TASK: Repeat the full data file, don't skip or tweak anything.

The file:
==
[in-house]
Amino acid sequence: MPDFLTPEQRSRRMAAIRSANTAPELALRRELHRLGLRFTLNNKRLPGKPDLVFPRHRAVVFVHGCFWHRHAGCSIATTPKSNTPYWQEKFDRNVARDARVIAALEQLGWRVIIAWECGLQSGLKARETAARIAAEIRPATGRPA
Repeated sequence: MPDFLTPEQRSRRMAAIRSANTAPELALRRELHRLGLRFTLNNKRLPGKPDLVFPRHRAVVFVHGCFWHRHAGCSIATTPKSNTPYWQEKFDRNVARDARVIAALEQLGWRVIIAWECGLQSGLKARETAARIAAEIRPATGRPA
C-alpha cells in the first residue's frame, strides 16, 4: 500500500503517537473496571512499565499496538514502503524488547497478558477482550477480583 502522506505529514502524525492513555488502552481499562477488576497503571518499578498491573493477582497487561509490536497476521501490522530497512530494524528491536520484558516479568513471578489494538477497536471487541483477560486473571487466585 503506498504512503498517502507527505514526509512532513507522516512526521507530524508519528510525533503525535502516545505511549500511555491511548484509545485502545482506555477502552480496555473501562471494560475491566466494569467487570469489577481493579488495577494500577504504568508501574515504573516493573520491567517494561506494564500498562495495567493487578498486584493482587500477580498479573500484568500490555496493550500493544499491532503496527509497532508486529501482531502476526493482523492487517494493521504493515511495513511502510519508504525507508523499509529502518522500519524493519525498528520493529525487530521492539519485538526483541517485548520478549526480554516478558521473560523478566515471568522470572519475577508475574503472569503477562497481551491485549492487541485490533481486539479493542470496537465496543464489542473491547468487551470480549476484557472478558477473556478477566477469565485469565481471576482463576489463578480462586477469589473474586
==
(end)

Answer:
[in-house]
Amino acid sequence: MPDFLTPEQRSRRMAAIRSANTAPELALRRELHRLGLRFTLNNKRLPGKPDLVFPRHRAVVFVHGCFWHRHAGCSIATTPKSNTPYWQEKFDRNVARDARVIAALEQLGWRVIIAWECGLQSGLKARETAARIAAEIRPATGRPA
Repeated sequence: MPDFLTPEQRSRRMAAIRSANTAPELALRRELHRLGLRFTLNNKRLPGKPDLVFPRHRAVVFVHGCFWHRHAGCSIATTPKSNTPYWQEKFDRNVARDARVIAALEQLGWRVIIAWECGLQSGLKARETAARIAAEIRPATGRPA
C-alpha cells in the first residue's frame, strides 16, 4: 500500500503517537473496571512499565499496538514502503524488547497478558477482550477480583 502522506505529514502524525492513555488502552481499562477488576497503571518499578498491573493477582497487561509490536497476521501490522530497512530494524528491536520484558516479568513471578489494538477497536471487541483477560486473571487466585 503506498504512503498517502507527505514526509512532513507522516512526521507530524508519528510525533503525535502516545505511549500511555491511548484509545485502545482506555477502552480496555473501562471494560475491566466494569467487570469489577481493579488495577494500577504504568508501574515504573516493573520491567517494561506494564500498562495495567493487578498486584493482587500477580498479573500484568500490555496493550500493544499491532503496527509497532508486529501482531502476526493482523492487517494493521504493515511495513511502510519508504525507508523499509529502518522500519524493519525498528520493529525487530521492539519485538526483541517485548520478549526480554516478558521473560523478566515471568522470572519475577508475574503472569503477562497481551491485549492487541485490533481486539479493542470496537465496543464489542473491547468487551470480549476484557472478558477473556478477566477469565485469565481471576482463576489463578480462586477469589473474586